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If Joseph Smith wrote the Book of Mormon himself, why are there other deep syntactic patterns that match the sixteenth century and are a poor fit for either the English of King James Bible or for eighteenth- and nineteenth-century imitations of biblical style?

Scholars Royal Skousen and Stanford Carmack have found that much of the English in the Book of Mormon is not that of Joseph’s time, nor of the Bible, in fact it is identified as “Early Modern English” from centuries before. 

Stanford Carmack has compared nine key syntactic features that characterize Early Modern English, with their use in the Book of Mormon, the Bible and other 19th century works. These syntactic features include:

Carmack concludes:

The above comparative linguistic evidence indicates that the Book of Mormon was not fashioned in the image of pseudo-biblical writings, or in the image of the King James Bible, or in the image of Joseph Smith’s own language. Nevertheless, Book of Mormon language contains a wealth of archaic forms and structures. This runs counter to the received view of many commentators who have imagined it to be a flawed imitation of biblical language. A variety of substantive linguistic evidence argues that Book of Mormon grammar is deeply and broadly archaic and very different, in one case after another, from both pseudo-biblical grammar and King James style. Many more types of syntax could be given, but the above is sufficient to dismiss the view that pseudo-biblical writings approach the Book of Mormon in archaic form and structure. Those who espouse such a view have ignored crucial syntactic and morphosyntactic evidence.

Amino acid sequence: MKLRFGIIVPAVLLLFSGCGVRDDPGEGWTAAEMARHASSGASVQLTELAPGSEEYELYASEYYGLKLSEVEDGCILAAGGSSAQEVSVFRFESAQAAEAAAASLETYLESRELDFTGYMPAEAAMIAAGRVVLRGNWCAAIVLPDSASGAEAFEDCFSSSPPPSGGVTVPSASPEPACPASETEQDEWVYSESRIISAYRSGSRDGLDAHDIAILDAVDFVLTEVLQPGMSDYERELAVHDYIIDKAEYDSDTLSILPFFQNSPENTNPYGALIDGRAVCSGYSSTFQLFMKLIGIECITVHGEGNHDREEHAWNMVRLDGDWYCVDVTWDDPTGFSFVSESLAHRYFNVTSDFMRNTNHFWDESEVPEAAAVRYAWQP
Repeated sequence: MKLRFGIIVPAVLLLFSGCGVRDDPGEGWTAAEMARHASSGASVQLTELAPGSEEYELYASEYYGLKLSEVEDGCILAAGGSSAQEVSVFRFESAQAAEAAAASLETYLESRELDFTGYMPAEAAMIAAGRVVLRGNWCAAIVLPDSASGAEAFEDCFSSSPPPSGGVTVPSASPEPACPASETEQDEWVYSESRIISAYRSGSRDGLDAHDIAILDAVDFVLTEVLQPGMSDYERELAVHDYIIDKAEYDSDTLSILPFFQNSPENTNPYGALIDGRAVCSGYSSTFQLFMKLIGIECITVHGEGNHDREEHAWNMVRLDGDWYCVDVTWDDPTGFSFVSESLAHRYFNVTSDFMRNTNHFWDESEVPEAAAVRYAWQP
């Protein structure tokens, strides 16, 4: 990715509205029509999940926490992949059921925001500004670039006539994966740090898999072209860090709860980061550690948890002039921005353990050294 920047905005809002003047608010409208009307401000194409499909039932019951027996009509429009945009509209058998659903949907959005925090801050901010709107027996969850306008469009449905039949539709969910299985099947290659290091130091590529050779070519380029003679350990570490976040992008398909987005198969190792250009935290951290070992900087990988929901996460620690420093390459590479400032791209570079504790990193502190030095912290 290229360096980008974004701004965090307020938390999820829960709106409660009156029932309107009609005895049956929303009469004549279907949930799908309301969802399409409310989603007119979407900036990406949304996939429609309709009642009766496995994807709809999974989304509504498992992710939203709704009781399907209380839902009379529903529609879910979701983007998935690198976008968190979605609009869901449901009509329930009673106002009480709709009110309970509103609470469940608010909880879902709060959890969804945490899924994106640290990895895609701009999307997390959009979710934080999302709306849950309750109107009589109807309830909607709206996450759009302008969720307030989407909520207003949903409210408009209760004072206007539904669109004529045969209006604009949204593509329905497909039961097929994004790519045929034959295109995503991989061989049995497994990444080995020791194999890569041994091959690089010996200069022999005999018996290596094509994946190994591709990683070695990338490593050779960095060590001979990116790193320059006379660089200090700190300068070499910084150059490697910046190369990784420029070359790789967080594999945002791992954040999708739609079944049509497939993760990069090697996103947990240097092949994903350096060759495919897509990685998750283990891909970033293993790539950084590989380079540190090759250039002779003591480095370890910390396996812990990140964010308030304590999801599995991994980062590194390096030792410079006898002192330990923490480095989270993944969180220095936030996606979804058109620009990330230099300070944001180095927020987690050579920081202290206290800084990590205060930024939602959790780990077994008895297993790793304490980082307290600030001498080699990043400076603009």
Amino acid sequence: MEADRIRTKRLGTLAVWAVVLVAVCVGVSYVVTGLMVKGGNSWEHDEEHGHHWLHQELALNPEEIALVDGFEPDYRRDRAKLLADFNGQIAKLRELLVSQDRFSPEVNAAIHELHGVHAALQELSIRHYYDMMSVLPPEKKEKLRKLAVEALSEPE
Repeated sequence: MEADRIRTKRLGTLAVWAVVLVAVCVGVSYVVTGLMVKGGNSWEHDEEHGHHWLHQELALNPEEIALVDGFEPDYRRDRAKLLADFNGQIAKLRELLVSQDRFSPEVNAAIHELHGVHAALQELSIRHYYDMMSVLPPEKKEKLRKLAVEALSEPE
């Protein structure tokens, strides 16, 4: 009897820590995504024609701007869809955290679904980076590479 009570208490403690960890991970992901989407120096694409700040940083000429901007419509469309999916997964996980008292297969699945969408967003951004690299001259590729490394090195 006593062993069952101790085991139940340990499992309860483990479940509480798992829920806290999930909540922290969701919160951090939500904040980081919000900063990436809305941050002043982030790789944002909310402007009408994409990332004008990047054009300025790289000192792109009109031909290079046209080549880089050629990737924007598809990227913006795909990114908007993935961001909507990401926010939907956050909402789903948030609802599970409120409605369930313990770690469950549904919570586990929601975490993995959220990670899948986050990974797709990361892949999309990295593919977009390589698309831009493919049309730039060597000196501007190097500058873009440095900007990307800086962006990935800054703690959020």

Stanford Carmack – Is the Book of Mormon a Pseudo-Archaic Text?

How is this compatible with Joseph Smith being the sole author? 


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